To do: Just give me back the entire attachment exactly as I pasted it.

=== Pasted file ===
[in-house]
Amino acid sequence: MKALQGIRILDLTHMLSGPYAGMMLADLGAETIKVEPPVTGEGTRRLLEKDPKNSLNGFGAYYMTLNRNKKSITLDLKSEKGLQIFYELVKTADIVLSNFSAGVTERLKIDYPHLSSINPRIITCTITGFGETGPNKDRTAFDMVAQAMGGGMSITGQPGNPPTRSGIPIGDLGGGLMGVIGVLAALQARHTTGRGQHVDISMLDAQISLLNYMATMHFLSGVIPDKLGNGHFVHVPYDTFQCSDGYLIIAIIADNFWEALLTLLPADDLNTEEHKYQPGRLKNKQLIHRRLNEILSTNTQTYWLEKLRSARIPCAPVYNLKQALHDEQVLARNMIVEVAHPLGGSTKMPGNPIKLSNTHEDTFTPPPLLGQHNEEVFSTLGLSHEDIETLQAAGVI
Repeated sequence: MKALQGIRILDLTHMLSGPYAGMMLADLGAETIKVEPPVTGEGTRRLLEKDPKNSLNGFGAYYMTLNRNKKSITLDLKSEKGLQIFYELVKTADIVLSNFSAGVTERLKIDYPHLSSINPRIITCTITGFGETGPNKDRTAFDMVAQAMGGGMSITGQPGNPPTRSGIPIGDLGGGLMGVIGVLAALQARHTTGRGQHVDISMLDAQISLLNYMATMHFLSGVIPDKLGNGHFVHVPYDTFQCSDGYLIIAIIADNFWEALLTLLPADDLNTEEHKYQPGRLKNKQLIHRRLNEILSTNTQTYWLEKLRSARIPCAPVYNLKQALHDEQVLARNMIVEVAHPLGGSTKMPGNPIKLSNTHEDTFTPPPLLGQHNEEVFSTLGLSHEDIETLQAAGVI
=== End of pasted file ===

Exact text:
[in-house]
Amino acid sequence: MKALQGIRILDLTHMLSGPYAGMMLADLGAETIKVEPPVTGEGTRRLLEKDPKNSLNGFGAYYMTLNRNKKSITLDLKSEKGLQIFYELVKTADIVLSNFSAGVTERLKIDYPHLSSINPRIITCTITGFGETGPNKDRTAFDMVAQAMGGGMSITGQPGNPPTRSGIPIGDLGGGLMGVIGVLAALQARHTTGRGQHVDISMLDAQISLLNYMATMHFLSGVIPDKLGNGHFVHVPYDTFQCSDGYLIIAIIADNFWEALLTLLPADDLNTEEHKYQPGRLKNKQLIHRRLNEILSTNTQTYWLEKLRSARIPCAPVYNLKQALHDEQVLARNMIVEVAHPLGGSTKMPGNPIKLSNTHEDTFTPPPLLGQHNEEVFSTLGLSHEDIETLQAAGVI
Repeated sequence: MKALQGIRILDLTHMLSGPYAGMMLADLGAETIKVEPPVTGEGTRRLLEKDPKNSLNGFGAYYMTLNRNKKSITLDLKSEKGLQIFYELVKTADIVLSNFSAGVTERLKIDYPHLSSINPRIITCTITGFGETGPNKDRTAFDMVAQAMGGGMSITGQPGNPPTRSGIPIGDLGGGLMGVIGVLAALQARHTTGRGQHVDISMLDAQISLLNYMATMHFLSGVIPDKLGNGHFVHVPYDTFQCSDGYLIIAIIADNFWEALLTLLPADDLNTEEHKYQPGRLKNKQLIHRRLNEILSTNTQTYWLEKLRSARIPCAPVYNLKQALHDEQVLARNMIVEVAHPLGGSTKMPGNPIKLSNTHEDTFTPPPLLGQHNEEVFSTLGLSHEDIETLQAAGVI